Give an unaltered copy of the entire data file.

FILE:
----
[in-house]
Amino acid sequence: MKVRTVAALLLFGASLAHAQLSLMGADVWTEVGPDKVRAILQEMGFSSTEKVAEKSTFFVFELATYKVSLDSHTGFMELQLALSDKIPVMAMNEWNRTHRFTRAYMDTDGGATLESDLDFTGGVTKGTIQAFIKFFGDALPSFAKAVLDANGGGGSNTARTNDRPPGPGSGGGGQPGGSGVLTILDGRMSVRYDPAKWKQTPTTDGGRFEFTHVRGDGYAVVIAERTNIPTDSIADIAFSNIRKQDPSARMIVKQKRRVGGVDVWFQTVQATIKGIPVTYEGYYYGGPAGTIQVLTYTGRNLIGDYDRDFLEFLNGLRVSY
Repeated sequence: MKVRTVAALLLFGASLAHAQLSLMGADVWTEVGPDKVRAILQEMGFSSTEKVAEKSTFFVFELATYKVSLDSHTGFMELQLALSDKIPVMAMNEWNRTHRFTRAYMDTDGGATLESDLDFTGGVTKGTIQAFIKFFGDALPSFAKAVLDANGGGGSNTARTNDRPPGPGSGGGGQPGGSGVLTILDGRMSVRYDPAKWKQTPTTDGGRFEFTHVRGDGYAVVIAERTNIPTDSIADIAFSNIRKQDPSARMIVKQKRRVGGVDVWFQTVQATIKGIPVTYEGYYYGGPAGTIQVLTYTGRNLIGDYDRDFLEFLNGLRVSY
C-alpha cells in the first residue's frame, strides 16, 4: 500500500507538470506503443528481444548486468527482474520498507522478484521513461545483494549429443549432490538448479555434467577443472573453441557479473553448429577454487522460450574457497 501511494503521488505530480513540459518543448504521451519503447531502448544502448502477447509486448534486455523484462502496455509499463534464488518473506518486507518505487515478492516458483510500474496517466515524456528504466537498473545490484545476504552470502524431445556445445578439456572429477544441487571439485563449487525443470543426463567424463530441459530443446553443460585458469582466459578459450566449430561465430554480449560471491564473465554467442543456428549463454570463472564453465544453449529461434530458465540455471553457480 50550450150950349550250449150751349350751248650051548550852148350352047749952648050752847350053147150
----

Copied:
[in-house]
Amino acid sequence: MKVRTVAALLLFGASLAHAQLSLMGADVWTEVGPDKVRAILQEMGFSSTEKVAEKSTFFVFELATYKVSLDSHTGFMELQLALSDKIPVMAMNEWNRTHRFTRAYMDTDGGATLESDLDFTGGVTKGTIQAFIKFFGDALPSFAKAVLDANGGGGSNTARTNDRPPGPGSGGGGQPGGSGVLTILDGRMSVRYDPAKWKQTPTTDGGRFEFTHVRGDGYAVVIAERTNIPTDSIADIAFSNIRKQDPSARMIVKQKRRVGGVDVWFQTVQATIKGIPVTYEGYYYGGPAGTIQVLTYTGRNLIGDYDRDFLEFLNGLRVSY
Repeated sequence: MKVRTVAALLLFGASLAHAQLSLMGADVWTEVGPDKVRAILQEMGFSSTEKVAEKSTFFVFELATYKVSLDSHTGFMELQLALSDKIPVMAMNEWNRTHRFTRAYMDTDGGATLESDLDFTGGVTKGTIQAFIKFFGDALPSFAKAVLDANGGGGSNTARTNDRPPGPGSGGGGQPGGSGVLTILDGRMSVRYDPAKWKQTPTTDGGRFEFTHVRGDGYAVVIAERTNIPTDSIADIAFSNIRKQDPSARMIVKQKRRVGGVDVWFQTVQATIKGIPVTYEGYYYGGPAGTIQVLTYTGRNLIGDYDRDFLEFLNGLRVSY
C-alpha cells in the first residue's frame, strides 16, 4: 500500500507538470506503443528481444548486468527482474520498507522478484521513461545483494549429443549432490538448479555434467577443472573453441557479473553448429577454487522460450574457497 501511494503521488505530480513540459518543448504521451519503447531502448544502448502477447509486448534486455523484462502496455509499463534464488518473506518486507518505487515478492516458483510500474496517466515524456528504466537498473545490484545476504552470502524431445556445445578439456572429477544441487571439485563449487525443470543426463567424463530441459530443446553443460585458469582466459578459450566449430561465430554480449560471491564473465554467442543456428549463454570463472564453465544453449529461434530458465540455471553457480 50550450150950349550250449150751349350751248650051548550852148350352047749952648050752847350053147150